Posted on: April 9, 2020 Posted by: Glacier Staff Comments: 0

By Jessica Alcordo

JRN 111 Student

Matt Mullen is brewing something big, and it’s not coffee.

Behind the coffee beans, Mullen, co-owner of Strange Brew, is focused on providing a place for the different cultures of Palos Hills to connect.

“If you want to get deep with it,” Mullen stated, “coffee is pretty neutral across the board. At the end of the day every culture drinks coffee. Our customer base reflects the diverse demographic of the area. We appeal to everybody. We give the community a place to come together.”

Currently, COVID-19 has brought togetherness to a halt. Despite the volume of business drastically decreasing and the cancellation of Strange Brew’s upcoming events, Mullen has handled it with grace.

“Now more than ever is when we need a strong sense of community,” Mullen said. “We’re thankful for all of the continuous support we have and just want everyone to stay healthy.”

For the time being, the Palos Hills location will remain open for pick-up and delivery orders with adjusted hours.

“Healthy habits are a priority right now,” Mullen said, “and we want to continue to make healthy eating an easy option for people in our area. We’re lucky we live in an Uber Eats era.”

While Mullen prides himself on fresh roasted coffee and a health-conscious menu, Strange Brew is more of a community than just a standard cafe.

“It’s about finding that balance,” Mullen said, “and that’s what really makes us, us.”

Mullen is big on balance. At just 28 years old, he balances himself between barista, business owner, and part-time drummer.

“I’ve been drumming for almost 16 years now,” Mullen began. He reminisced on the time he played at the House of Blues and the different bands he’s hopped in and out of.

“There was a time I was actually in four different bands at once,” Mullen said.

“Now more than ever is when we need a strong sense of community.”

Matt Mullen, owner of Strange Brew

Neighbors You Know, the indie rock band he is currently drumming for, most recently played at Cole’s Bar in Logan Square. 

Drummer by night and barista by morning, Mullen manages both Strange Brew locations on 103rd and South 88th Ave. in Palos Hills and in the G building at Moraine Valley.

The seed for Strange Brew began when Mullen worked for a tech company in Chicago. He came across many eccentric and cozy cafes in the city that gave him creative spaces to work. But because he grew up in the Oak Lawn area and later moved to Palos Hills, Mullen wanted a cafe like this close to home.

“I realized there was a big market for places like this and I always thought this would be a good spot and somebody should do that,” Mullen said.

Don’t let the flannels and the baseball caps fool you: Matt Mullen is as bold as the coffee he brews.  With no prior coffee knowledge before opening Strange Brew, Mullen crafted his business and crafted himself into a skilled barista, simultaneously.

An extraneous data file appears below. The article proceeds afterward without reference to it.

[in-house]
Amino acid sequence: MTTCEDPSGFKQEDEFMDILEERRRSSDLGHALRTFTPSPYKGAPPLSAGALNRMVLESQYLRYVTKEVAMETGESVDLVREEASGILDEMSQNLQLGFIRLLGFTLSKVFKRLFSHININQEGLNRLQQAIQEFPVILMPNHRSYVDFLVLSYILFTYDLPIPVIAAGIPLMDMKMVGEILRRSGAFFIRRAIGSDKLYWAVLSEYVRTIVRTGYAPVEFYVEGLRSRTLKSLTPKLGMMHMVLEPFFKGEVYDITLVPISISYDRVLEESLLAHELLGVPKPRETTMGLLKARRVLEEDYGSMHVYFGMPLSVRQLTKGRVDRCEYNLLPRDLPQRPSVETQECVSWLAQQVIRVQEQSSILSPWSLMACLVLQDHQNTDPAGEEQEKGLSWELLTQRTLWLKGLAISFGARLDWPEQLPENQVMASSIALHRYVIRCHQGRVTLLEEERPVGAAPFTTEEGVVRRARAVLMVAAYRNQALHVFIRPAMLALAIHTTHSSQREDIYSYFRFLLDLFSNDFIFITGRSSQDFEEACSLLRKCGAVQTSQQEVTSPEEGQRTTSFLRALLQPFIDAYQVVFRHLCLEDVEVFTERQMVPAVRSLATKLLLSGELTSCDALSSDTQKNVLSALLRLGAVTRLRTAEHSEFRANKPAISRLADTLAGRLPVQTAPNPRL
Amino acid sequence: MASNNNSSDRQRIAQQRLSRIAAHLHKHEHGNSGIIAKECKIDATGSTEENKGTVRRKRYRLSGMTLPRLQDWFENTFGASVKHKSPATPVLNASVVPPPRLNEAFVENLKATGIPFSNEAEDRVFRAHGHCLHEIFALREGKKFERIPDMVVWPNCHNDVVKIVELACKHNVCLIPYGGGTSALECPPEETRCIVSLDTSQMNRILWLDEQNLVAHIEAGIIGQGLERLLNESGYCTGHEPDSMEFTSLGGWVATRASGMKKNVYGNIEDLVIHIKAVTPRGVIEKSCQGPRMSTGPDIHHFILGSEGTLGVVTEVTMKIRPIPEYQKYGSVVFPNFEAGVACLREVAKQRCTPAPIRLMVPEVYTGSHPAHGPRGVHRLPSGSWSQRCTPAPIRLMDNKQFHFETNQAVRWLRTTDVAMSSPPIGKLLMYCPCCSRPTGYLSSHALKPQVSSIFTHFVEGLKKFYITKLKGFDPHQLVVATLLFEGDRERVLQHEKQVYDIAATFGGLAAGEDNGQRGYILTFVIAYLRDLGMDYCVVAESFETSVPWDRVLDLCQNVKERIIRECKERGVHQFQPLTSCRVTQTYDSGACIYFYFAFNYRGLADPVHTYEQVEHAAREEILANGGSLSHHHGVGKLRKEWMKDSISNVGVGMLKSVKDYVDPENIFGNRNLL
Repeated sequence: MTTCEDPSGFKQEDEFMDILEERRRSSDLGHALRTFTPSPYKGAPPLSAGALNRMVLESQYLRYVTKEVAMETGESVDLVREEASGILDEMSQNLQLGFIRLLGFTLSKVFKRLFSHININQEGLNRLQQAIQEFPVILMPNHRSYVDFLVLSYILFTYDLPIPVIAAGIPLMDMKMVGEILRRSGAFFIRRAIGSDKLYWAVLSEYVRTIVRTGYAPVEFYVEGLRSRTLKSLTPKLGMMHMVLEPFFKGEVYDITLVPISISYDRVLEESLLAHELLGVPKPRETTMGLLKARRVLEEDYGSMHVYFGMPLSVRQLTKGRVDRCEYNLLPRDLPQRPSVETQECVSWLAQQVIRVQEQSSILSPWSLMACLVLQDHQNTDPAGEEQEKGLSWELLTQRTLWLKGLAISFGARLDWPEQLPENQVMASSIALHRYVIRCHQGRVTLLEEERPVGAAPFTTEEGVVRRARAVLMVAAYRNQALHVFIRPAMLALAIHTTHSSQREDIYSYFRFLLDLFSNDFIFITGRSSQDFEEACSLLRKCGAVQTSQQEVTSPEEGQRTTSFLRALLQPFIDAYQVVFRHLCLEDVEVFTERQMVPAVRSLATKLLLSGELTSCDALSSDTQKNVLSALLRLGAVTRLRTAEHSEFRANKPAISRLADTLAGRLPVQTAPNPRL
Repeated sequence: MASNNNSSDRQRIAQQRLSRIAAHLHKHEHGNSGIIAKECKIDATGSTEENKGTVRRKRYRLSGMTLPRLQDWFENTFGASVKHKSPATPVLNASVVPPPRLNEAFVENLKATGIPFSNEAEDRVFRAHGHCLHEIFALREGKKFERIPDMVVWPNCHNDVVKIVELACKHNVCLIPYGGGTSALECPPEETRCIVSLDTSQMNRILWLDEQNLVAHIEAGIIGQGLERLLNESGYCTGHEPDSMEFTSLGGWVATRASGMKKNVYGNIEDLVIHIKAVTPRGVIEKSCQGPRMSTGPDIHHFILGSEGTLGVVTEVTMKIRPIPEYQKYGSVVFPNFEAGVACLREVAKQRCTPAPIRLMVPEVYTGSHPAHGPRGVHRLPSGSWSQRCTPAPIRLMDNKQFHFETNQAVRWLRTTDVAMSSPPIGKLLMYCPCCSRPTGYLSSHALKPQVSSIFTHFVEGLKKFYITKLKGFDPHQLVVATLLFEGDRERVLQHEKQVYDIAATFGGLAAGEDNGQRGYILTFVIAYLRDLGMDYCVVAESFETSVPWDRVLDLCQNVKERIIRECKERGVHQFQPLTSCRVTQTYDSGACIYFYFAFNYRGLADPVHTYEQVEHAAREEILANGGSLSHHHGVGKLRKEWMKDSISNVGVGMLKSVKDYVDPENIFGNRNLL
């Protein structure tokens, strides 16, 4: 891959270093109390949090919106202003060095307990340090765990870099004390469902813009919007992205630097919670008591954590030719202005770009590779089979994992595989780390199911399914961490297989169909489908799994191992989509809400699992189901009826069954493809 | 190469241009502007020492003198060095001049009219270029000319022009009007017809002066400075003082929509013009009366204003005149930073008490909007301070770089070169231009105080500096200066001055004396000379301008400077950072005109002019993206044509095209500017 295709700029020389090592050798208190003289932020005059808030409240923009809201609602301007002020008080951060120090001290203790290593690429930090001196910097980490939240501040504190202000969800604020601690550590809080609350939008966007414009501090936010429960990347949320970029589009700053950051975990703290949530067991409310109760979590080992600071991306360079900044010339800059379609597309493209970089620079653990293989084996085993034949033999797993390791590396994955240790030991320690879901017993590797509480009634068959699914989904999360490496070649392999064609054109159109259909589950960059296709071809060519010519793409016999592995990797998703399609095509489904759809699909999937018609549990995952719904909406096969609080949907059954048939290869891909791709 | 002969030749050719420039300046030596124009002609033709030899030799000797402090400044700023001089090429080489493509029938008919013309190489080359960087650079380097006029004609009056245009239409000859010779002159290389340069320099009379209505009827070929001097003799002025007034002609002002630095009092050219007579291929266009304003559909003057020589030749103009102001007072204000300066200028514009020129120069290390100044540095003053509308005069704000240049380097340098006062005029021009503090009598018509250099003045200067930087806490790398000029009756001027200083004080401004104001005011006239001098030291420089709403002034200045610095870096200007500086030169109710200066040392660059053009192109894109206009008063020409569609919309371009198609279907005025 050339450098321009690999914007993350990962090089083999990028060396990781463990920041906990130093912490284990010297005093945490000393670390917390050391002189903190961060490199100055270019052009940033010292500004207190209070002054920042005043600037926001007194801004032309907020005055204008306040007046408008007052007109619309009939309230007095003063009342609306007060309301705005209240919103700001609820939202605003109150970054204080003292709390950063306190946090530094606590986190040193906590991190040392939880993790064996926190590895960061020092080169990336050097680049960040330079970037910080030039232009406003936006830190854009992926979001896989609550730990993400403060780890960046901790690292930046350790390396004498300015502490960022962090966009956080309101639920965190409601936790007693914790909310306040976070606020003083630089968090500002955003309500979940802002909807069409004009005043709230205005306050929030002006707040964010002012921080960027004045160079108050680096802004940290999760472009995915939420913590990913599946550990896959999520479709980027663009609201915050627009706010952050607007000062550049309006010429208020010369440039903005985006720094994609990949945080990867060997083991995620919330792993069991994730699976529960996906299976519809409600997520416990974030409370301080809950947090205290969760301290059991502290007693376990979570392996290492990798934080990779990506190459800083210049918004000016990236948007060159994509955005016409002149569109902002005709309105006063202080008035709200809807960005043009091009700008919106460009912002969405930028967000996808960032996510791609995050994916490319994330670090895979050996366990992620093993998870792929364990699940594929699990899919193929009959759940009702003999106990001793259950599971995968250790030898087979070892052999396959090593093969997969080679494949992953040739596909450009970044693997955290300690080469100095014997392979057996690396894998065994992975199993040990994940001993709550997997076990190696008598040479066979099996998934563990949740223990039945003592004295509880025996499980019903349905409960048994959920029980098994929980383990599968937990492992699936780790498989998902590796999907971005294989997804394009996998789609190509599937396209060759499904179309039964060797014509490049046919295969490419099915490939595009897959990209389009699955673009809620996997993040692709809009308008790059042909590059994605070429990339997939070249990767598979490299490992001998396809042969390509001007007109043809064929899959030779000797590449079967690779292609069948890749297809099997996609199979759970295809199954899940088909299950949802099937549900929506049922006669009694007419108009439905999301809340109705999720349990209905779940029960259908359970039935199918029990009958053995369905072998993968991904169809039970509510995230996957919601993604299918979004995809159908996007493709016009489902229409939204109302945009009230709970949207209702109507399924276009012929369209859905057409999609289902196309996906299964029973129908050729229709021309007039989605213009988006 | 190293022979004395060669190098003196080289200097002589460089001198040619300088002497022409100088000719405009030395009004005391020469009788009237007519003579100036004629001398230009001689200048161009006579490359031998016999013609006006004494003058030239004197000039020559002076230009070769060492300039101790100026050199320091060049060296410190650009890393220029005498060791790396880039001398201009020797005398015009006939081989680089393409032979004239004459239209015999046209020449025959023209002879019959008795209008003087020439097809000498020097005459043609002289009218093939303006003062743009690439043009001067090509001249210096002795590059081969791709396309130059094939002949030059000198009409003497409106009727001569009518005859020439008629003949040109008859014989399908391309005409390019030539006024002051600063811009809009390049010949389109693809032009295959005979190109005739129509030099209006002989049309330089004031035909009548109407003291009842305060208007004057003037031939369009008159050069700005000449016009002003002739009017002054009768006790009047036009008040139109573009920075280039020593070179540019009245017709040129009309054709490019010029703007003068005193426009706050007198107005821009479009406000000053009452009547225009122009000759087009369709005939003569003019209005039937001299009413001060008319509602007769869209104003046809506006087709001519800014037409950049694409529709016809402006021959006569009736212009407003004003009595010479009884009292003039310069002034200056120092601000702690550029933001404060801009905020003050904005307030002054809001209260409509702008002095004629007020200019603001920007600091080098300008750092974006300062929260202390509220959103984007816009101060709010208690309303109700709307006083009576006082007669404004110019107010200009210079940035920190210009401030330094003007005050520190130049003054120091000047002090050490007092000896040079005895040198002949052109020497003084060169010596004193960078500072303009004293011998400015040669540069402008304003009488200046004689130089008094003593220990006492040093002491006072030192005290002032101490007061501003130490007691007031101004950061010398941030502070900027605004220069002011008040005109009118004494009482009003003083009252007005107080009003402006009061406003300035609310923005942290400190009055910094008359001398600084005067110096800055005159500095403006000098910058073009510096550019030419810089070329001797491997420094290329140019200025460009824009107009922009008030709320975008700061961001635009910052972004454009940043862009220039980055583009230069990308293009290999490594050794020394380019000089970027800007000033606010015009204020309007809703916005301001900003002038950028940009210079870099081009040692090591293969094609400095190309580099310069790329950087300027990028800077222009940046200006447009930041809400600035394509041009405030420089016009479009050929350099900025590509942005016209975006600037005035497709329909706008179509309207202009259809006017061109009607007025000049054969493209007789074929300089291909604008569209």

Mullen knew one thing prior to opening Strange Brew: “I knew there was good coffee and bad coffee.”

“Once we got that thing,” Mullen said, as he pointed to the baby blue espresso machine that hissed and gurgled as the milk frothed, “the first thing I was learning to do was pull espresso shots.”

Before the coffee, Mullen had experience brewing his own beer. Strange Brew was originally meant to be a brewery. This is where the name Strange Brew comes from: the idea of brewing both coffee and beer in the same establishment.

For now, Strange Brew is sticking to the coffee track, but always keeping room for growth. One of Mullen’s favorite parts about his business is that there is always something new for him. He is one to get bored easily and enjoys the hunt of the next big thing.

“I like building businesses,” Mullen said with full confidence. “It keeps me busy.”

He helped build Packback, an online discussion board for college students. Once the business was up and running, Mullen lost interest.

As with the menu he curated for Strange Brew, Mullen likes to start from scratch, always full of fresh ingredients and bold new ideas. Mullen combines his psychology major and business minor from Illinois State University to create the most effective business model.

“Most business people wouldn’t pick this location,” Mullen said about the nook where Strange Brew operates. “It’s hidden away, which I kind of like.”

The location isn’t ideal from a business standpoint, but it is near the library, elementary school and community center. To Mullen, these added more value than a bustling intersection.

Mullen adorns his cafe with local art on the walls and creates a welcoming space for the community to come together. He wanted something new for the area that “isn’t another hot dog joint or chain restaurant.”

So far, the mission for Strange Brew has been a huge success.

Success, to Mullen, has no price tag. Thinking about the most rewarding part of his job, Mullen immediately mentioned the group of runners that come into Strange Brew every Sunday. He described the way the runners congregate and take over the dining space each week. Early this March, the group invited a lone stranger in the cafe to join their conversation.

“The group of runners are mostly white, Polish maybe, and the man was Middle Eastern, and they all came together combining the tables,” Mullen stated, more excited to paint this picture than any other business model of success.

“Watching from behind the bar, these guys were all just laughing hysterically, and I had no idea about what. But the fact that I could see the different cultures come together in a place I provided…yeah, that is the most rewarding.”

Jessica Alcordo can be reached at